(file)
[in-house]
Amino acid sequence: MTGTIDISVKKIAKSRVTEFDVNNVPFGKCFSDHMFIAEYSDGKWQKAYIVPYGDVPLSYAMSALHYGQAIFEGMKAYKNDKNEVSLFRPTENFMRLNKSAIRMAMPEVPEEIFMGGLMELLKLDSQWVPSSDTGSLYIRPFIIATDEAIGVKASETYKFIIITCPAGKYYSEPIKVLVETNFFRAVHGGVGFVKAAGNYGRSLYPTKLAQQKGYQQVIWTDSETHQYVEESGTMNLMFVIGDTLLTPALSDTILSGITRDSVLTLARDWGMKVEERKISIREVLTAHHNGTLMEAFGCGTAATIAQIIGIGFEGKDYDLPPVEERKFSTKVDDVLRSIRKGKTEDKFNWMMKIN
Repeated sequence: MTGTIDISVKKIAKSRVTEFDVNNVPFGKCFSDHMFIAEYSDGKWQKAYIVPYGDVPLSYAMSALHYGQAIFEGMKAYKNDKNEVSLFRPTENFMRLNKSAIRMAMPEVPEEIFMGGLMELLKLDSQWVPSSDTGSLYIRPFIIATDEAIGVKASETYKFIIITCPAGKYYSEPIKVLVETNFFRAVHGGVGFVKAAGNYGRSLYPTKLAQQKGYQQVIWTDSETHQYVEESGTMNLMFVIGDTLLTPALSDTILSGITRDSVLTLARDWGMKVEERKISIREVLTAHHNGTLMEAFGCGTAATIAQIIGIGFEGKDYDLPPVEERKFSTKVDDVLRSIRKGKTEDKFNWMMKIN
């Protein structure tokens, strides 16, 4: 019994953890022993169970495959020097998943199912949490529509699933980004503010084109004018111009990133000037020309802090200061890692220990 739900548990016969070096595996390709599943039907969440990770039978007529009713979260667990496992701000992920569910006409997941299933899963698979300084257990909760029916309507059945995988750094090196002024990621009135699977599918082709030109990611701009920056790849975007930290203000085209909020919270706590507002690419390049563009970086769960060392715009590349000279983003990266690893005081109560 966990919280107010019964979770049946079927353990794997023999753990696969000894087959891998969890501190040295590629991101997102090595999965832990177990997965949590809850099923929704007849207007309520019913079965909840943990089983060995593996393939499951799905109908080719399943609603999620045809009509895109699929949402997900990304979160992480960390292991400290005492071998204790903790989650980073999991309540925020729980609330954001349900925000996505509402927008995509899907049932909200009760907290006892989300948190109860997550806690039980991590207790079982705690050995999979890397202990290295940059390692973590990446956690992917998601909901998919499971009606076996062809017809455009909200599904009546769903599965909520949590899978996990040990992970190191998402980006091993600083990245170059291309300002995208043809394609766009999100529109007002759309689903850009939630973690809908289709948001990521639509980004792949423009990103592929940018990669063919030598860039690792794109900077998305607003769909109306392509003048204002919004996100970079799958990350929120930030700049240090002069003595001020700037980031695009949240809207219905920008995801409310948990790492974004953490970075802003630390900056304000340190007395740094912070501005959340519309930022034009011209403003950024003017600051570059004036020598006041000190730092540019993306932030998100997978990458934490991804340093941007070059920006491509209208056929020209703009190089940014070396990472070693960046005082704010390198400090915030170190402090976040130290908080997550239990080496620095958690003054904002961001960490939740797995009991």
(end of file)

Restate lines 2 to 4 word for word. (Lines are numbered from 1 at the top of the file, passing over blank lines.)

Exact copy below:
Amino acid sequence: MTGTIDISVKKIAKSRVTEFDVNNVPFGKCFSDHMFIAEYSDGKWQKAYIVPYGDVPLSYAMSALHYGQAIFEGMKAYKNDKNEVSLFRPTENFMRLNKSAIRMAMPEVPEEIFMGGLMELLKLDSQWVPSSDTGSLYIRPFIIATDEAIGVKASETYKFIIITCPAGKYYSEPIKVLVETNFFRAVHGGVGFVKAAGNYGRSLYPTKLAQQKGYQQVIWTDSETHQYVEESGTMNLMFVIGDTLLTPALSDTILSGITRDSVLTLARDWGMKVEERKISIREVLTAHHNGTLMEAFGCGTAATIAQIIGIGFEGKDYDLPPVEERKFSTKVDDVLRSIRKGKTEDKFNWMMKIN
Repeated sequence: MTGTIDISVKKIAKSRVTEFDVNNVPFGKCFSDHMFIAEYSDGKWQKAYIVPYGDVPLSYAMSALHYGQAIFEGMKAYKNDKNEVSLFRPTENFMRLNKSAIRMAMPEVPEEIFMGGLMELLKLDSQWVPSSDTGSLYIRPFIIATDEAIGVKASETYKFIIITCPAGKYYSEPIKVLVETNFFRAVHGGVGFVKAAGNYGRSLYPTKLAQQKGYQQVIWTDSETHQYVEESGTMNLMFVIGDTLLTPALSDTILSGITRDSVLTLARDWGMKVEERKISIREVLTAHHNGTLMEAFGCGTAATIAQIIGIGFEGKDYDLPPVEERKFSTKVDDVLRSIRKGKTEDKFNWMMKIN
């Protein structure tokens, strides 16, 4: 019994953890022993169970495959020097998943199912949490529509699933980004503010084109004018111009990133000037020309802090200061890692220990 739900548990016969070096595996390709599943039907969440990770039978007529009713979260667990496992701000992920569910006409997941299933899963698979300084257990909760029916309507059945995988750094090196002024990621009135699977599918082709030109990611701009920056790849975007930290203000085209909020919270706590507002690419390049563009970086769960060392715009590349000279983003990266690893005081109560 966990919280107010019964979770049946079927353990794997023999753990696969000894087959891998969890501190040295590629991101997102090595999965832990177990997965949590809850099923929704007849207007309520019913079965909840943990089983060995593996393939499951799905109908080719399943609603999620045809009509895109699929949402997900990304979160992480960390292991400290005492071998204790903790989650980073999991309540925020729980609330954001349900925000996505509402927008995509899907049932909200009760907290006892989300948190109860997550806690039980991590207790079982705690050995999979890397202990290295940059390692973590990446956690992917998601909901998919499971009606076996062809017809455009909200599904009546769903599965909520949590899978996990040990992970190191998402980006091993600083990245170059291309300002995208043809394609766009999100529109007002759309689903850009939630973690809908289709948001990521639509980004792949423009990103592929940018990669063919030598860039690792794109900077998305607003769909109306392509003048204002919004996100970079799958990350929120930030700049240090002069003595001020700037980031695009949240809207219905920008995801409310948990790492974004953490970075802003630390900056304000340190007395740094912070501005959340519309930022034009011209403003950024003017600051570059004036020598006041000190730092540019993306932030998100997978990458934490991804340093941007070059920006491509209208056929020209703009190089940014070396990472070693960046005082704010390198400090915030170190402090976040130290908080997550239990080496620095958690003054904002961001960490939740797995009991």